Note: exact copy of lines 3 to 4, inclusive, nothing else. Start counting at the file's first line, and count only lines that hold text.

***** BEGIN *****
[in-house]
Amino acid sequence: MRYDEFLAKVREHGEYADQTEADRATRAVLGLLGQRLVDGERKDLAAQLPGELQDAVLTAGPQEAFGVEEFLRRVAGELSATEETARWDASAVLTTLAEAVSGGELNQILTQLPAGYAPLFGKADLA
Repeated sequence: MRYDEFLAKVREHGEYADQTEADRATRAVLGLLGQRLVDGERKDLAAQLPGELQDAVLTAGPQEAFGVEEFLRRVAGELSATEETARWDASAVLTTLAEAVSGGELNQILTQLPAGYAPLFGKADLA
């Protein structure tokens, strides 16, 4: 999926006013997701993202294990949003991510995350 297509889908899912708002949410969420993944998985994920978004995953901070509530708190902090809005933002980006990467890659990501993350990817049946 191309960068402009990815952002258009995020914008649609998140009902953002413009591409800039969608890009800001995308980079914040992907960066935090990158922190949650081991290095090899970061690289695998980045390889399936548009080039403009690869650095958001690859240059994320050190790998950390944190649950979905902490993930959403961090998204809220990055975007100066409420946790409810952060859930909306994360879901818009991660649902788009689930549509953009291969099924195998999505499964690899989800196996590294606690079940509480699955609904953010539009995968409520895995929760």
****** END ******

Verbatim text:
Repeated sequence: MRYDEFLAKVREHGEYADQTEADRATRAVLGLLGQRLVDGERKDLAAQLPGELQDAVLTAGPQEAFGVEEFLRRVAGELSATEETARWDASAVLTTLAEAVSGGELNQILTQLPAGYAPLFGKADLA
């Protein structure tokens, strides 16, 4: 999926006013997701993202294990949003991510995350 297509889908899912708002949410969420993944998985994920978004995953901070509530708190902090809005933002980006990467890659990501993350990817049946 191309960068402009990815952002258009995020914008649609998140009902953002413009591409800039969608890009800001995308980079914040992907960066935090990158922190949650081991290095090899970061690289695998980045390889399936548009080039403009690869650095958001690859240059994320050190790998950390944190649950979905902490993930959403961090998204809220990055975007100066409420946790409810952060859930909306994360879901818009991660649902788009689930549509953009291969099924195998999505499964690899989800196996590294606690079940509480699955609904953010539009995968409520895995929760």